Apple itself has also created a new category in their online offerings: Apps for Teachers found on their website. This includes information about traditional academic subject areas, as well as special education-based apps. This category can be found within the Apps for Teachers site by scrolling down to “Accessibility” which launches “Special Education Apps” in the iTunes store organized by subcategories such as “Communication.”

9: App Abled

Although there are many other choices in cyberspace, App Abled, found online at www.appabled.com, also warrants mention. Self-professed as “app advice for the special needs community,” this site offers up multiple lists, regular reviews, a developer of the week, and an app of the day. Utilize any of these app-finding sites and tools to narrow down your search from “everything on the internet” to “what works for a child with ASD,” and find the apps for you and your needs with greater efficiency and effectiveness.

10: Apps Gone Free
Before you delve further into the world of apps, step back and look through the new selections of the day in the Apps Gone Free app: an app about apps! Apps Gone Free makes no for-cost recommendations. They simply post what are described as “xpert-picked top-ranked apps, for FREE!” as daily suggestions for your selection. Read more about this app (and download it) online on iTunes.

Apps for Social-Emotional Growth

One of the most significant benefits of using the iPad for students with ASD is the benefit of teaching social skills in a systematic manner. Since students with ASD do not typically acquire social skills by observation alone (Myles, Simpson, Ormsbee, & Erikson, 1993), targeting skills with relevant, skills-based apps can be beneficial.

11: Social Express

A comprehensive social skills teaching tool. Follow a story where various characters make social mistakes, while stopping to ask the student questions on what occurred and what they should do next.

Cost: $, Available on iTunes

Read More: at thesocialexpress.com

12: Bla Bla Bla for Volume Regulation

An app that mirrors the student’s voice input with a visual image of various characters whose expressions and voice match the volume of the student. Good for teaching volume control.

Cost: Free, Available on iTunes

Read more online on Lorenzo Bravi’s website, www.lorenzobravi.com

13: Story Wheel

Designed to teach conversation turn taking, story development, and imaginary play through making an interactive story with another person.

Cost: Free Trial Version plus in-app purchases, Available on iTunes           

Read more online about Story Wheel, www.storywheelapp.com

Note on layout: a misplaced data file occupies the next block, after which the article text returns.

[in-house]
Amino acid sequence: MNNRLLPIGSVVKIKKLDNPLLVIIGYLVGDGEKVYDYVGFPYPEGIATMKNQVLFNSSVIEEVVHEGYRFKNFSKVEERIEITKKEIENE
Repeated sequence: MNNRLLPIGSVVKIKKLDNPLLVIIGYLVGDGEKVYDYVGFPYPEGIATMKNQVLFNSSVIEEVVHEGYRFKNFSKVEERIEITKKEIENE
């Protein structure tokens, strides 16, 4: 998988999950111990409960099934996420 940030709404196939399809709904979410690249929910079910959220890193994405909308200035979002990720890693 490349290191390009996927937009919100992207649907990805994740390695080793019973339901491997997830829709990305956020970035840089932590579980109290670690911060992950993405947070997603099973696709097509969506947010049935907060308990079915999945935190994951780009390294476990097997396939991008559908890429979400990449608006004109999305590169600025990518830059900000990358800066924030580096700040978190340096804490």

14: Hidden Curriculum for Kids, Adolescents, & Adults

Based on the well-known book, The Hidden Curriculum (Smith-Myles, Schelvan, & Trautma, 2013), these apps simply ask questions and provide choices related  to common social situations that are often a struggle for those with ASD.

Cost: $, Available on iTunes

Read More about The Hidden Curriculum resource www.aapcpublishing.net

15: Speech Prompts

A multi-functional app providing a volume meter that can be customized by context, and a voice match that teaches tone, intonation, and pitch by recording and visually depicting sound waves. Users can compare, manipulate, save, and review various sound waves.

Cost: $, Available on iTunes

Learn more by watching an online demo at http://vimeo.com/55303423

ABA-Based Apps

In the recent National Standards Project completed by the National Autism Center (2009), the majority of strategies with a strong evidence base are found with the field of Applied Behaviour Analysis (ABA). Some of the below ABA-based tools are tools for the needs of students, and others are developed for the ABA-based needs of educator and clinicians.

16: Behavior Snap

A data collection app that collects duration, frequency, ABC, and interval data that can be made into reports and shared in an email database.

Cost: $, Available on iTunes

Read more on the developer’s website at www.behaviorsnap.com

17:  Preference & Reinforcer Assessment

A tool that guides individuals to complete multiple stimulus (with and without replacement) and paired-choice preference assessments, with additional features (e.g., where to place reinforcers) while collecting data automatically.

Cost: $, Available on iTunes

Read more at the autismepicenter.com

18: Kindergarten.com Apps

A variety of apps that teach basic concepts to early learners with flashcards, receptive identification, and problem solving, based on the principles of ABA. Apps include a built-in data collection feature, prompts, and reinforcement.

Cost: $

Read more at kindergarten.com

19: Skill Tracker Pro

A comprehensive data collection software which provides options for various clients and observers, with automatic charting features and video recording.